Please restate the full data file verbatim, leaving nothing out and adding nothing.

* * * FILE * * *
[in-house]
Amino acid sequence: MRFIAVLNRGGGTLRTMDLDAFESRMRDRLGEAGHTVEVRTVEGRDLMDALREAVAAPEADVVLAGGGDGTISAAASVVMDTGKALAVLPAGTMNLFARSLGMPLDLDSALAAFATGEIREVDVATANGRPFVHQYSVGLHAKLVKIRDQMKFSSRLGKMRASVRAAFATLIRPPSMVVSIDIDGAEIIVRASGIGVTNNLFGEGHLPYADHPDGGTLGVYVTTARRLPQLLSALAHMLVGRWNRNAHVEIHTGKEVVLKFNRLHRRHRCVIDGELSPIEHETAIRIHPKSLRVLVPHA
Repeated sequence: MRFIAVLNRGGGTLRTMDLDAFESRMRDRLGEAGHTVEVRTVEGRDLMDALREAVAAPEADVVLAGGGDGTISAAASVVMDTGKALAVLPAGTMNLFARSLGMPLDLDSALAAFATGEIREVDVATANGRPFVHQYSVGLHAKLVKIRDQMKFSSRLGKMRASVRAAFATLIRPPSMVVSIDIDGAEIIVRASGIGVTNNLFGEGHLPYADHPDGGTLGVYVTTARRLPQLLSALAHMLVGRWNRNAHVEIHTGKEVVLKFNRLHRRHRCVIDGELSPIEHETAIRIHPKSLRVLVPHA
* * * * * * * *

[in-house]
Amino acid sequence: MRFIAVLNRGGGTLRTMDLDAFESRMRDRLGEAGHTVEVRTVEGRDLMDALREAVAAPEADVVLAGGGDGTISAAASVVMDTGKALAVLPAGTMNLFARSLGMPLDLDSALAAFATGEIREVDVATANGRPFVHQYSVGLHAKLVKIRDQMKFSSRLGKMRASVRAAFATLIRPPSMVVSIDIDGAEIIVRASGIGVTNNLFGEGHLPYADHPDGGTLGVYVTTARRLPQLLSALAHMLVGRWNRNAHVEIHTGKEVVLKFNRLHRRHRCVIDGELSPIEHETAIRIHPKSLRVLVPHA
Repeated sequence: MRFIAVLNRGGGTLRTMDLDAFESRMRDRLGEAGHTVEVRTVEGRDLMDALREAVAAPEADVVLAGGGDGTISAAASVVMDTGKALAVLPAGTMNLFARSLGMPLDLDSALAAFATGEIREVDVATANGRPFVHQYSVGLHAKLVKIRDQMKFSSRLGKMRASVRAAFATLIRPPSMVVSIDIDGAEIIVRASGIGVTNNLFGEGHLPYADHPDGGTLGVYVTTARRLPQLLSALAHMLVGRWNRNAHVEIHTGKEVVLKFNRLHRRHRCVIDGELSPIEHETAIRIHPKSLRVLVPHA